Last month, the Royal Lyceum in Edinburgh premiered a new musical adaptation of Bill Forsyth’s acclaimed 1983 film Local Hero. As well as being an endearing love letter to Scotland, the film makes a quiet and intelligent comment on climate change and our collective exploitation of the world. Awareness of green issues has increased in recent years, making Local Hero highly relevant and, in light of the new musical, it deserves a revisit.
Set during the 1980s oil boom and the rampant capitalism that followed, Local Hero tells the archetypal story of man’s ‘return to nature’. It follows ‘Mac’ McIntyre (Peter Riegert), an American of Hungarian parentage (despite his Scottish name) who works for an eminent Texan oil company, Knox. The company’s CEO is the powerful but eccentric Felix Happer (Burt Lancaster). He assigns Mac (believing that the Scots are ‘his people’) the task of negotiating the purchase of the Scottish coastal village, Ferness, supposedly to develop an oil refinery. But Harper is actually an astronomy enthusiast and is more anxious that his employee provides reports on the stars visible from the area.
Upon his arrival, Mac encounters an array of comic and idiosyncratic characters, including a fellow Knox representative, played by a young and gawky Peter Capaldi. While Local Hero generally paints an idealistic image of Scottish Highland communities, it is grounded in the realistic, if cynical belief that its inhabitants find money as alluring as everybody else. Rather than opposing the environmentally hostile oil refinery, the Ferness community are comically excited by the prospect of a million-dollar compensation. Forsyth maintains this subtle, almost hyperreal sense of humour throughout. The comedy is neither glaring nor side-splitting, but charming and artful. It is perfectly in-keeping with the film’s quirks and eccentricities, while simultaneously lending the picture a heart-warming tone.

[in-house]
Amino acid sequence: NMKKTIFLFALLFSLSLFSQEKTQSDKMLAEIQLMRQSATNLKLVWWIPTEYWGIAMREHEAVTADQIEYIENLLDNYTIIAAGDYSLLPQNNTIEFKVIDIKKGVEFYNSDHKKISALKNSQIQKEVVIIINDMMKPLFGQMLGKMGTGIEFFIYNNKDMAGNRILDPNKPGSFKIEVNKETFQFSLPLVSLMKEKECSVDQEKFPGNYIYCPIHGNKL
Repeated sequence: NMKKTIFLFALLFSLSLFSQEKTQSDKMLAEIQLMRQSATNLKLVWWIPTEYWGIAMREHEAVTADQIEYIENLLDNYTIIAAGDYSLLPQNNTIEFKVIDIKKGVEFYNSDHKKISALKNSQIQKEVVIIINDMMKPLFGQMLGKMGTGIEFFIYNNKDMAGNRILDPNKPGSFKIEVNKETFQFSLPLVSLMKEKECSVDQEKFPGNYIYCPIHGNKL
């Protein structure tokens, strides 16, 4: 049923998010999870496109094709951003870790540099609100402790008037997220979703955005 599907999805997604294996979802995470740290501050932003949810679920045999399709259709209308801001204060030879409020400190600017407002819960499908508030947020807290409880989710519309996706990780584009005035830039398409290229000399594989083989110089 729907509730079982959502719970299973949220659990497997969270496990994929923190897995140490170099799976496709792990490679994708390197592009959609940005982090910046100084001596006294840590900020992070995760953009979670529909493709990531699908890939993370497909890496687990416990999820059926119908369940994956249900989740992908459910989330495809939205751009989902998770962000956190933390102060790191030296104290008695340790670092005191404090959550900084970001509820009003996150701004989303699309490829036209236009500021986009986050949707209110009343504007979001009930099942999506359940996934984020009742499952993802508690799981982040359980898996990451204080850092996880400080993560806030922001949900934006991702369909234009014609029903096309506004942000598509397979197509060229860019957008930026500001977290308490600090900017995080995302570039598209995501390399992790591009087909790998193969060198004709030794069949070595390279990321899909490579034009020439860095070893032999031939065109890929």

But it is with its visual and aural qualities that Local Hero truly triumphs. Forsyth’s stunning cinematography harmonises perfectly with Mark Knopfler’s introspective soundtrack. Forsyth shoots brightly-coloured sunsets and other-worldly northern lights that are reflected in the glistening Atlantic Ocean, making Ferness an utterly magical place. Consistent with this fairy-tale charm are the romantic subplots, one of which unfolds between Danny (Capaldi) and the enigmatic marine biologist Marina (Jenny Seagrove), an alluring pseudo-mermaid. In terms of the score, Knopfler takes ancient Scottish melodies and reworks them using modern synthesiser and electric guitar. The old and the unfamiliar merge in a beautifully understated way, reminding us that earthly paradise does exist and it is in nature that we may find it.
Mac, silhouetted against the vast marine and celestial paradise, finds this paradise and is transformed. Initially a money-driven, penthouse-dwelling, Porsche-driving materialist, he falls in love with Scotland, and is prepared to renounce his job and possessions to stay there. Mac’s digital watch, symbolic of eighties technology and materialism, is washed over by the waves that lap the shore. Nature consumes his watch, just as it starts to settle in his soul.
The beauty of the land, sea and sky exert a moral force in Local Hero. Towards its end, Happer arrives in Ferness to finalise the oil refinery negotiations. But such is his awe of the landscape and the firmament above it that he proposes to establish a scientific institute instead. Rather than exploit nature for his own gain, he resolves to invest in humanity’s understanding and appreciation of the world.
Local Hero is a truly timeless masterpiece. It is a declaration of love for the sea, a theme that has perhaps never been more potent than it is today. If we do not take care, the forces of capitalism, materialism and pollution will destroy our magical, natural world. Local Hero endorses the simple life and suggests that in it we will find genuine fulfilment and heroism. The character of Mac reveals not merely that material success is unsustainable, but that it does not equate to happiness. Forsyth beseeches us to treasure the world before it is too late, and whether one experiences that message in the cinema or in the theatre, it is one worth admiring.